Are we preparing our students for the real world, or just to pass the NCLEX exam?

  1. I am curious does anyone who is an educator of nursing feel that we are preparing our nursing students to be effective nurses, or just to be able to pass the NCLEX exams?
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  2. 7 Comments

  3. by   Wannabevenus
    I'm not a classroom instructor, just a clinical one for an ADN program. And I do my darndest to get the 'kids' ready for the real world in the short time I have them. I think it depends on the program you go to. Certainly the boards are important, but I have seen a decrease in the amount of clinical time spent over the years, at least in the schools around here, and I'd much rather see more. I think two 10 or 12 hr clinicals a week should be minimum. Or, do all your clinical time the last year, 3 days a week. The program I teach in has been pretty flexible about times..they've done some evening clinicals, weekend, etc. to help accomadate working students.
    In this area, there are 2 BSN programs, and 2 ADN programs. I have nurses at each hospital where I work tell me that the ADN students are generally superior clinically when they graduate and start working. I don't know why that would be, unless the BSN schools put an emphasis on 'management' which hardly anyone is going to do right out of nursing school.
  4. by   jtfreel
    I am an instructor for both classroom content and clinical application. As a realist, I definitely prepare students to pass NCLEX (otherwise the nursing shortage would be much more acute!). As a professional nurse, I definitely attempt to provide clincial experiences that will prepare them to work in the "real world." Am I always successful? No. Does that keep me from continually trying to achieve these goals? No.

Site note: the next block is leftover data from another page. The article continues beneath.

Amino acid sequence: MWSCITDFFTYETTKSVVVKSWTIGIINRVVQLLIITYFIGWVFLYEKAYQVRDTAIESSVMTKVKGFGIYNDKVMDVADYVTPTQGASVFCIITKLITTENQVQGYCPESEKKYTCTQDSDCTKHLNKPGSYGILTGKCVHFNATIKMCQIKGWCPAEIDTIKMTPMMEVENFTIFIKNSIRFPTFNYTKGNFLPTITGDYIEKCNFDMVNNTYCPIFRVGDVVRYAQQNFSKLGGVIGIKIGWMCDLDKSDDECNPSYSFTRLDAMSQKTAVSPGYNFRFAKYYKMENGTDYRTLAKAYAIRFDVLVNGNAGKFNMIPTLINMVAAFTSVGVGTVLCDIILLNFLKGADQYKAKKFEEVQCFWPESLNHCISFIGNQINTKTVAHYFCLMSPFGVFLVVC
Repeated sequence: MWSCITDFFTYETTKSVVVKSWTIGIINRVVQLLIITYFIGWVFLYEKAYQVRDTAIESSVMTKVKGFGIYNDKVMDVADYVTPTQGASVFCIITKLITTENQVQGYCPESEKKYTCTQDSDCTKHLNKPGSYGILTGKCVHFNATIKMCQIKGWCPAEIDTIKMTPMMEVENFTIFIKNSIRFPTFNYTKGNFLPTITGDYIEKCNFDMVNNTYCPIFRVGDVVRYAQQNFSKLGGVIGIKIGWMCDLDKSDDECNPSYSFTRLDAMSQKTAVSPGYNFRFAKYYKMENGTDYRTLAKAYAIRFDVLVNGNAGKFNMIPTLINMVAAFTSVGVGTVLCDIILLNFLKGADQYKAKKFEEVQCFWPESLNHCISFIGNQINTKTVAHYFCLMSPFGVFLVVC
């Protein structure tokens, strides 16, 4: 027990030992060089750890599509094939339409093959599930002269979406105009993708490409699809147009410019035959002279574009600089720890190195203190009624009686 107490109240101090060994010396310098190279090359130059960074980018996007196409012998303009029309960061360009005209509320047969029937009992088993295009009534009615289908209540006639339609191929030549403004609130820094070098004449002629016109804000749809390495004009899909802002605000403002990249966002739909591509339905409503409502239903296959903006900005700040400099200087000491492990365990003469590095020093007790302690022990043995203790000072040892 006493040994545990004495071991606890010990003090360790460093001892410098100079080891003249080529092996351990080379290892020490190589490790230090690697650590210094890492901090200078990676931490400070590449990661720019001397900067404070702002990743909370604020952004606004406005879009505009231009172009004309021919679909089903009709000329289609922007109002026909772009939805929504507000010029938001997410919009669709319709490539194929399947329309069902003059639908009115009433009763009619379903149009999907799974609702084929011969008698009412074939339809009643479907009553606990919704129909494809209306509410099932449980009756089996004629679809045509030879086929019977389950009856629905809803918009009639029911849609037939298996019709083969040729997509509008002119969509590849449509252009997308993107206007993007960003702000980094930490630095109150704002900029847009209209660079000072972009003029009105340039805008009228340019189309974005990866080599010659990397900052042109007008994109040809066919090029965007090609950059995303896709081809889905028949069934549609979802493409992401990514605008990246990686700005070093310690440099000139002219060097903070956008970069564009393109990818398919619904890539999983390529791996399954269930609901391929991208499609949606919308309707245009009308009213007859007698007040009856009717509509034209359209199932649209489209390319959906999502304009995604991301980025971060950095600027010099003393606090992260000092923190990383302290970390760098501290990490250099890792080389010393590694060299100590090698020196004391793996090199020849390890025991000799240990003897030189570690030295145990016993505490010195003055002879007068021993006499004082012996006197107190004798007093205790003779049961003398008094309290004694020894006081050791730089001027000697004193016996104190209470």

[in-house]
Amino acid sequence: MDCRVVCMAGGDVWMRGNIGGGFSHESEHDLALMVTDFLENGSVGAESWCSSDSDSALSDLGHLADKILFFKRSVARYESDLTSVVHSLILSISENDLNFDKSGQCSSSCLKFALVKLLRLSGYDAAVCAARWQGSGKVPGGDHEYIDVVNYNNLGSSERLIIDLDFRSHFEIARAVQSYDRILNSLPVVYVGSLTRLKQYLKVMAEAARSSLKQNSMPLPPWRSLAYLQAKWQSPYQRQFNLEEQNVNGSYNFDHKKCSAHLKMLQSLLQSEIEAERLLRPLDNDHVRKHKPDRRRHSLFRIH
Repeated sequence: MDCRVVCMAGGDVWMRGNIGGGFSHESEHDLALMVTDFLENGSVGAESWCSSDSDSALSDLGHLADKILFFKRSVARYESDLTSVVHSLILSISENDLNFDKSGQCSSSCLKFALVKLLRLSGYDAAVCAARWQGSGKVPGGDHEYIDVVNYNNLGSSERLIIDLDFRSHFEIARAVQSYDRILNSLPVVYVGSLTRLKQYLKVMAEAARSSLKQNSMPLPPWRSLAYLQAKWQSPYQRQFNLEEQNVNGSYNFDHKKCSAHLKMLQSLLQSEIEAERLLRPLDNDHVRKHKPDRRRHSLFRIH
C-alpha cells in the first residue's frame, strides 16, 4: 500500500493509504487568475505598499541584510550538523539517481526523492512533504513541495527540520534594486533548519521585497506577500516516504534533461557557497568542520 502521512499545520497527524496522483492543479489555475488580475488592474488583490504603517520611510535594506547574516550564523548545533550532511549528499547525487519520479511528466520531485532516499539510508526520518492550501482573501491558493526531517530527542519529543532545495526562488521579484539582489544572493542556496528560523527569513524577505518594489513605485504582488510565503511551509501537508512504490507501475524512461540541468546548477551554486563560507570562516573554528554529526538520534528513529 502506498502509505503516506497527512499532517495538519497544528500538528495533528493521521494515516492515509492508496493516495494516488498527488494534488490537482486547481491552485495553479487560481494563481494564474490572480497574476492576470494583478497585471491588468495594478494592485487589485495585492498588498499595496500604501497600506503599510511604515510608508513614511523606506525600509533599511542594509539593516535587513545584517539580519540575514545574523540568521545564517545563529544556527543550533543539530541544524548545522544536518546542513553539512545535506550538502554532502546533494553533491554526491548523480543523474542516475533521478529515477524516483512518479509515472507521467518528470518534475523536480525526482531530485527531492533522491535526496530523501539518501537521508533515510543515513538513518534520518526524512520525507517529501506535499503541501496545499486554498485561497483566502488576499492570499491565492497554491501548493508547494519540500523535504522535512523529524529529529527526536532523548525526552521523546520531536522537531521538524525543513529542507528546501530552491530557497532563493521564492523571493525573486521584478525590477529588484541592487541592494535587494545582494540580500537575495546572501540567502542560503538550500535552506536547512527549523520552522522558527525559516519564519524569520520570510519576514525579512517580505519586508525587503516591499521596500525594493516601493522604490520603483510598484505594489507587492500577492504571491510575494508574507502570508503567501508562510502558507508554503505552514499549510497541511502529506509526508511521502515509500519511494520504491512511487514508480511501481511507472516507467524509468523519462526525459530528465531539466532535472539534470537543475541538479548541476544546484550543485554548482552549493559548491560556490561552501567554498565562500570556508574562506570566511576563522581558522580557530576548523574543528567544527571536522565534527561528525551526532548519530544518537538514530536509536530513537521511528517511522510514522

5. by   Christel2Rn
    Im not an instructor, but i just graduated in 6/02 from an ADN program. Just found out yesterday that i am now licensed. I have also heard that many of the BSN schools do not put the emphasis on clinicals. My school had us do clinicals 2 days/wk for approx. 10 hours. Our last month in school we were required to work 7 12hr shifts with an assigned nurse.

    Overall, i believe my school spent MOST of their time preparing us to be R.N.'s Of course, they give you the classroom lectures to help reinforce our knowledge, but actual clinical perforamance was was what impressed them. Christel
  6. by   Brownbetty
    BSN schools put as much emphasis into clinicals as ADN programs. Please do not be mistaken. For each 7 week specialty clinical rotation we had 16+hours of clinical, not to mention our Leadership clinical in a specialty area of our choice, we had to complete 224 clincal hours with a RN. I just completed a 13 month Accelerated BSN program last week and I had to complete the same clinical and class requirements as a student who takes the 2 year route.

    Every exam was formatted with NCLEX type questions. Being a BSN program theory was stressed as well as clinical.
  7. by   sjoe
    Just to pass the test (and isn't that how YOU, as educators are evaluated? by how many of your students passed YOUR part of the test?)
    If students were being prepared for the real world, they would be taught assertiveness, union organization, political activism, their legal labor rights, etc.
  8. by   Brownbetty
    I agree with you sjoe. There is one instructor at my school who makes sure we learn about political activist, that is her soap box but she also a good example. She runs for legislative office and arranges trips to the state capital for students interested in being politically active.

    During my community nursing class, for the annual political trip, the whole class went to Washington DC. Each individual student went to a senator/rep etc. and tried to sell the Nurse Reinvestment Act. I am happy to say it has been passed!!!

    I forgot to add, during out Leadership class we had someone from a union come and talk to the class about unionization.
  9. by   SteelTownRN
    I teach an issues course to seniors during their last semester. It is a non clinical course that covers topics such as: Professional organizations, political activism, bioethical issues, educational degrees in nursing, resumes, interviewing skills, credentials in nursing, legal issues in practice, team work, Covey's 7 Habits, and a smathering of nursing history. As far as I know, this type of content is required in order to be accredited.

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Are we preparing our students for the real world, or just to pass the NCLEX exam?